In 2005, the Images of America series published “The 1938 Hurricane along New England’s Coast” by Joseph P. Soares. If you are familiar with the pictorial accounts in the Images of America series you’ll know that there are hundreds of historic images included in the 127-page book.

“New England Hurricane: A Factual, Pictorial Record, 1938” is available in the library or it can be viewed online at the Internet Archive (www.archive.org). It was written and compiled in 1938 by members of the Federal writers’ project of the WPA in the New England States. The writers describe the hurricane this way: “3:50 at New Haven. 5:06 at Hadley, Massachusetts. Up through the heart of Vermont. Burlington at 8:00 pm.”

“Oliver’s Surprise” by Carol Newman Cronin is a fictionalized account of the 1938 written for middleschoolers but it includes facts about the storm and a glossary of nautical terms. Cronin wrote a second book about Oliver and hurricanes, this one about Hurricane Carol which hit the East Coast in 1954. That storm, described in “Cape Cod Surprise: Oliver Matches Wits with Hurricane Carol” blew down the spire of the Old North Church.

Once again, the Blue Hill Observatory and Science Center, compiled another hurricane history in the 2005 publication of “Carol at 50: Remembering Her Fury – A Historical and Pictorial Summary of Hurricane Carol” by Charles Orloff. The Great Blue Hill in Milton is home to the oldest continuous weather record in North America and includes the 12-year old Science Center. (Family membership includes free admission and tours of the observatory, science lectures and access to the weather records.)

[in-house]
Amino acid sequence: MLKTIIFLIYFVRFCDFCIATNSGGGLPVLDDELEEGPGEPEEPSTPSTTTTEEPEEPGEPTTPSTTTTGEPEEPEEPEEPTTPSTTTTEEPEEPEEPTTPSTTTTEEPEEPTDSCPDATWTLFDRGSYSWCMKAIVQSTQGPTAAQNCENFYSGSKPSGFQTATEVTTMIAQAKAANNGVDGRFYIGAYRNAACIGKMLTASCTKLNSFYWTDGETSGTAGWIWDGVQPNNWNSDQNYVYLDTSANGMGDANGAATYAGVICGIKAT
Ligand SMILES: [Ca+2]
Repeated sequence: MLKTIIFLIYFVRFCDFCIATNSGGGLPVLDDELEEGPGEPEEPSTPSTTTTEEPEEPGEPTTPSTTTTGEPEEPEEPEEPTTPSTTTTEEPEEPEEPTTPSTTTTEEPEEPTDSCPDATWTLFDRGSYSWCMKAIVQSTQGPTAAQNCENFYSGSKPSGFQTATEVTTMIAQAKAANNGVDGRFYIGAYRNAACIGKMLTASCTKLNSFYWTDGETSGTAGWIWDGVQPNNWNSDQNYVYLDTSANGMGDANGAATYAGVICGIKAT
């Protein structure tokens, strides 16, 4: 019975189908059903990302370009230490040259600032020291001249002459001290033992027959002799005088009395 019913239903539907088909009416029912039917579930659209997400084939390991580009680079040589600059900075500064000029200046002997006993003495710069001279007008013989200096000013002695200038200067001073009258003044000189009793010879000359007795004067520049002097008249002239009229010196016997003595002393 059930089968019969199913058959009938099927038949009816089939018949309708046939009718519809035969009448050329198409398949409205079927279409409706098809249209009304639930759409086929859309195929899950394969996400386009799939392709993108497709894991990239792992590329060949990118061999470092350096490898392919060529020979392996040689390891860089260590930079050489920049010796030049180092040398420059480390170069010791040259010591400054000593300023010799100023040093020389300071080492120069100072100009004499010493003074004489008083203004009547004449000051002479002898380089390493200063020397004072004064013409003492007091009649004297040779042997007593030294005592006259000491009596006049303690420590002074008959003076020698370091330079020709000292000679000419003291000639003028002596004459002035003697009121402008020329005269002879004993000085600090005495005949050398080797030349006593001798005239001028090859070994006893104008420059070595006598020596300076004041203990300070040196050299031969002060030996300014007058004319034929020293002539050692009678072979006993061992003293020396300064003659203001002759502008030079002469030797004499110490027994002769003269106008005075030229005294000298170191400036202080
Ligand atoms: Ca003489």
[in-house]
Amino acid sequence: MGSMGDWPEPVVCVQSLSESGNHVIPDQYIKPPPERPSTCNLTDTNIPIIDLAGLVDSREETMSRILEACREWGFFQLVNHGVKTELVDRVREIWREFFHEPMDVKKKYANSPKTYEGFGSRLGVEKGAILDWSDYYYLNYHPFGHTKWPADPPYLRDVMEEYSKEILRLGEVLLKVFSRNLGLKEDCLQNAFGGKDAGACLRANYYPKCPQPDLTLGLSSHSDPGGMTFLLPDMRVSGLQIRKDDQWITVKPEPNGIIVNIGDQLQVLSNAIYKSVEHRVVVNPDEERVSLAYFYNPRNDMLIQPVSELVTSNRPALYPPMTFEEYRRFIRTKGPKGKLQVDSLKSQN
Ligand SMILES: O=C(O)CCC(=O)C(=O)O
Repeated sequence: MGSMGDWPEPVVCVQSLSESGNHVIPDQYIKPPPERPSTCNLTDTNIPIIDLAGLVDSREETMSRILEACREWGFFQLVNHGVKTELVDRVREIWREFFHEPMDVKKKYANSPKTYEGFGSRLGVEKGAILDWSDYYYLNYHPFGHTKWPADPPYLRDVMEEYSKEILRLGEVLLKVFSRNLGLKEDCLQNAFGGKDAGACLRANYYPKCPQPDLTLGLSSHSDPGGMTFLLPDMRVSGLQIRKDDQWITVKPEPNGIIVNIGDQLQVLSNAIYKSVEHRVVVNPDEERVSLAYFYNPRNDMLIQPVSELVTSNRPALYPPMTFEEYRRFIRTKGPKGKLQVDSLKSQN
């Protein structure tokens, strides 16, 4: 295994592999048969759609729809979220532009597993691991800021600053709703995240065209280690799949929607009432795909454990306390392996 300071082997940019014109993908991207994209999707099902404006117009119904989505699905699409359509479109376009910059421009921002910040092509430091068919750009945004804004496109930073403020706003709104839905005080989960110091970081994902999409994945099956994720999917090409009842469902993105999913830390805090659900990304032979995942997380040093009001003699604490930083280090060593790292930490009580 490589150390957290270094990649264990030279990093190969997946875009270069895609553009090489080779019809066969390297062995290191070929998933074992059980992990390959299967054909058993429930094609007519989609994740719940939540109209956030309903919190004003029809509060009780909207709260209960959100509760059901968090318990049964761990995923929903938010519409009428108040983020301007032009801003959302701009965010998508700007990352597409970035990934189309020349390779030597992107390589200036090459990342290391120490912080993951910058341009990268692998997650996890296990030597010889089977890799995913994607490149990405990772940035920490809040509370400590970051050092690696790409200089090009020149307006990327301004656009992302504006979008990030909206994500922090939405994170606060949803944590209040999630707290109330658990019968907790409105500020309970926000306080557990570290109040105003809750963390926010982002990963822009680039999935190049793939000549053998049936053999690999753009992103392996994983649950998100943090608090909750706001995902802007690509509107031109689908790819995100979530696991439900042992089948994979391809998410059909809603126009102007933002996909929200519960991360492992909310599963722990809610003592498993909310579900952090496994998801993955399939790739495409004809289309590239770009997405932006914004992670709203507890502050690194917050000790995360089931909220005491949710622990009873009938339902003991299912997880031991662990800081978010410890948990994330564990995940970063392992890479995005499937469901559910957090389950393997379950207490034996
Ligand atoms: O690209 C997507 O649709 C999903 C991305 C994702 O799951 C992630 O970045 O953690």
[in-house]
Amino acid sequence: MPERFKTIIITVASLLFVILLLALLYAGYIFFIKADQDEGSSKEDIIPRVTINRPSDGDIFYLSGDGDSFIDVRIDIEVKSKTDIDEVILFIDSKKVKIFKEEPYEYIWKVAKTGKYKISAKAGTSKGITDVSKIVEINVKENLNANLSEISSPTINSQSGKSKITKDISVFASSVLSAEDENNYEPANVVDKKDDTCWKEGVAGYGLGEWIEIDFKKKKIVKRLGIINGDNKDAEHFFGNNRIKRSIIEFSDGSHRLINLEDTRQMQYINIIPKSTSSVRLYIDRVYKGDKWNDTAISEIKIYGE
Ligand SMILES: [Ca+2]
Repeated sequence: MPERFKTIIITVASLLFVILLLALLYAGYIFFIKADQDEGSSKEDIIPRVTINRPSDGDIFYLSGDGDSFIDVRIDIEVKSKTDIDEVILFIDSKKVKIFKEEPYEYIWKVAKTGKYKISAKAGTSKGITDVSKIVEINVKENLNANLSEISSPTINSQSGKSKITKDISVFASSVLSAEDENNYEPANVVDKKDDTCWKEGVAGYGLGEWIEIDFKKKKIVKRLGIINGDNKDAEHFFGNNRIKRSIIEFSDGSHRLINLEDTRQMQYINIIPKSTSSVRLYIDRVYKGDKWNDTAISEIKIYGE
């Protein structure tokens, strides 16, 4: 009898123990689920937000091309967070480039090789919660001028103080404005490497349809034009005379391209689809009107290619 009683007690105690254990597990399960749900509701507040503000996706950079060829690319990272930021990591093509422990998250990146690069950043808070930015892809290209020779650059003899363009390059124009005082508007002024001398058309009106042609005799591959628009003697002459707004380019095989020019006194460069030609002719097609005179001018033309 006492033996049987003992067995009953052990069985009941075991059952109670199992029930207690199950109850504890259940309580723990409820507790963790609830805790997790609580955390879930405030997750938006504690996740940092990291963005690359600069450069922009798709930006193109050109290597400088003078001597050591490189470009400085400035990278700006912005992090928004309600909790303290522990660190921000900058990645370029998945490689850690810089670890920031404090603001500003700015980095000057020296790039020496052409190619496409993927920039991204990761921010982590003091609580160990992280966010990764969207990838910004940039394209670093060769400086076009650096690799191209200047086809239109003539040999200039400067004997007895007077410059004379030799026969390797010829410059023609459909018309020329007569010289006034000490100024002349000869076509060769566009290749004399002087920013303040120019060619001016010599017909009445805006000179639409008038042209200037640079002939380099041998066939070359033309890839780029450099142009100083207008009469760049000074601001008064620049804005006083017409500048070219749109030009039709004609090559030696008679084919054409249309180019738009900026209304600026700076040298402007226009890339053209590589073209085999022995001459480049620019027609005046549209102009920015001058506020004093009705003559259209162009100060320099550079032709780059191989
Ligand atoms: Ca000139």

Sebastian Junger’s “Perfect Storm: A True Story of Men Against the Sea” describes a storm that emerged from the remnants of Hurricane Grace and ended full force as the Halloween Nor’easter off the coast of the Massachusetts and Maine.

Other books record the history of notable hurricanes outside of New England. In “Category Five: the 1935 Labor Day Hurricane”, Thomas Neil Knowles documents “the first Category 5 hurricane to make landfall in the United States” off the coast of Florida. Erik Larson wrote ”Isaac’s Storm: A Man, A Time and the Deadliest Hurricane in History” (1999) about the Galveston Hurricane of 1900. Also in our library’s collection is “Galveston and the 1900 Storm: Catastrophe and Catalyst” by Patricia Bellis Bixel.

There are well over 100 books in the Minuteman Library Network written about the devastation of Hurricane Katrina in 2005 and an entire column could be devoted to those. One of the most recent is a book that focuses on the Coast Guard’s heroic efforts throughout Hurricanes Katrina and Rita in “In Katrina’s Wake: The U.S. Coast Guard and the Gulf Coast Hurricanes of 2005” by Donald L. Canney.

Several of the books mentioned above are available from other Minuteman libraries. For help searching in the Minuteman catalog for these titles or for placing requests for all library materials please visit the Morrill Memorial Library, call the Reference librarians (781-769-0200) or visit the Minuteman Library Catalog on our website, www.norwoodlibrary.org.